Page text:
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Australian War Memorial keeps 'known unto God' on Unknown Soldier Tomb after public outcry


FILE - In this April 25, 2008 file photo, a soldier stands in the Tomb of the Australian Unknown Soldier as the public file past to leave flowers or pay their respects during the ANZAC Day dawn service at the Australian War Memorial in Canberra, Australia. The Australian War Memorial has reversed a contentious decision to remove "known unto God" from the Tomb of the Australian Unknown Soldier after a public outcry. (AP Photo/Rob Griffith, File)

CANBERRA, Australia - The Australian War Memorial has reversed a contentious decision to remove "known unto God" from the Tomb of the Australian Unknown Soldier after a public and political outcry.

Memorial director Brendan Nelson refused to confirm The Australian newspaper's report Tuesday that Prime Minister Tony Abbott, a former Roman Catholic seminarian, had personally intervened to prevent the change.

"Knowing Tony Abbott as I do so very well, I suspect he'd be quite comfortable with where we've landed," Nelson told Australian Broadcasting Corp. radio. The prime minister's office would not immediately comment on that report. Abbott was flying back to Australia Tuesday after a surprise visit to Australian troops in Afghanistan on Monday.

But Veterans' Affairs Minister Michael Ronaldson confirmed that Abbott had opposed the proposed change.

"I was very, very strongly of the view that this was not the right course of action and he very strongly shared my view," Ronaldson told Nine Network television.

The sandstone war memorial opened in 1941 to commemorate Australians killed in World War I and is among Canberra's most popular tourist attractions.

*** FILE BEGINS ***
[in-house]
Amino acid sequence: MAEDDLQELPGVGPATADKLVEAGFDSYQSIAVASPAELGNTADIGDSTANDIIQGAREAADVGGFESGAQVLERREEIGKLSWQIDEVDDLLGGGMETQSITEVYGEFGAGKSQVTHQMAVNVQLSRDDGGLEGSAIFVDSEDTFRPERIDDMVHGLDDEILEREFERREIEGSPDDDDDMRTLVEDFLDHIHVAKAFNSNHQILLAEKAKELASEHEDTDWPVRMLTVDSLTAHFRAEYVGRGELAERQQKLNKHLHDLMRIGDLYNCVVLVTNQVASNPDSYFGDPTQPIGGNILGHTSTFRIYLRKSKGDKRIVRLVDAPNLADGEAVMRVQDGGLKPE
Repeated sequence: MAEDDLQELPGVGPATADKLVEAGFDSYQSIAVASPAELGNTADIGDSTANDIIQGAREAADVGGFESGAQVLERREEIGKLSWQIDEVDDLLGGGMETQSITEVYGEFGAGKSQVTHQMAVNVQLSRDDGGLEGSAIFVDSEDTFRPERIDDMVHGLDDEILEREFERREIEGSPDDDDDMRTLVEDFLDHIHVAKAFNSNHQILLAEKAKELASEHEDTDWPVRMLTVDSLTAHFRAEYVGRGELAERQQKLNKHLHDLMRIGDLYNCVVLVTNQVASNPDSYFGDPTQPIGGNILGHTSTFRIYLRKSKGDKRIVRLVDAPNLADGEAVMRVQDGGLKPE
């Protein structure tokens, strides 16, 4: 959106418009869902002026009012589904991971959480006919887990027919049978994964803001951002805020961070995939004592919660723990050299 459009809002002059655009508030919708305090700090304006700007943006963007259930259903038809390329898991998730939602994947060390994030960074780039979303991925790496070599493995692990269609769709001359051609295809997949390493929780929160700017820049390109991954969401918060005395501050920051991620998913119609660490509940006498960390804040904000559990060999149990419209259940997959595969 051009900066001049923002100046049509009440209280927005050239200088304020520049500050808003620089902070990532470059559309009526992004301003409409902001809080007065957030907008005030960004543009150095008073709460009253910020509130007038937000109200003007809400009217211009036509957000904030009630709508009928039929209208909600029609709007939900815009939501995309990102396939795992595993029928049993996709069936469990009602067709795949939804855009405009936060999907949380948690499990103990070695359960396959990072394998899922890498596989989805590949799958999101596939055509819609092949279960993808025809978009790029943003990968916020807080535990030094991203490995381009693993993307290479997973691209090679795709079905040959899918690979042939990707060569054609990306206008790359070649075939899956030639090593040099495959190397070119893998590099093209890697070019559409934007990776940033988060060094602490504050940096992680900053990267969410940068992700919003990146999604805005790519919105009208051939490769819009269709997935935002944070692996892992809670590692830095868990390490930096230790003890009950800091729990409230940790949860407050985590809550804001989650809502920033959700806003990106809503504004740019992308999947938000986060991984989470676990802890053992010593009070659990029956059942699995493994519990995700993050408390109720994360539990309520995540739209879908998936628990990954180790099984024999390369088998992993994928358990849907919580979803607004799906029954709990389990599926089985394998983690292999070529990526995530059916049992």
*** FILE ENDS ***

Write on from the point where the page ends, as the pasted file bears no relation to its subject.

Nelson had proposed replacing the phrase "known unto God," attributed to British writer Rudyard Kipling, with the inscription: "We do not know this Australian's name, we never will."

Those words open a eulogy given by then-Prime Minister Paul Keating for an unknown soldier killed in WWI, exhumed from a French cemetery and re-interred at the memorial in 1993.

Keating was a polarizing politician who led the centre-left Labor Party. Abbott leads the conservative Liberal Party and Nelson is a former Liberal leader.

Nelson said some complainants "had particular views about Mr. Keating." Others accused Nelson of "de-Christianizing" the memorial, which he said was always intended to be a secular institution.

"This was never driven by some suggestion that we should remove 'God' or political correctness or anything of the sort," Nelson said. "The motive was to give permanence to this towering Australian speech by an Australian prime minister."

The memorial's governing council has settled on a compromise that will include Keating's 1993 words — "He is all of them, and he is one of us" — being inscribed in the stone surrounding the soldier's grave.

___

Online: Australian War Memorial site: http://www.awm.gov.au/


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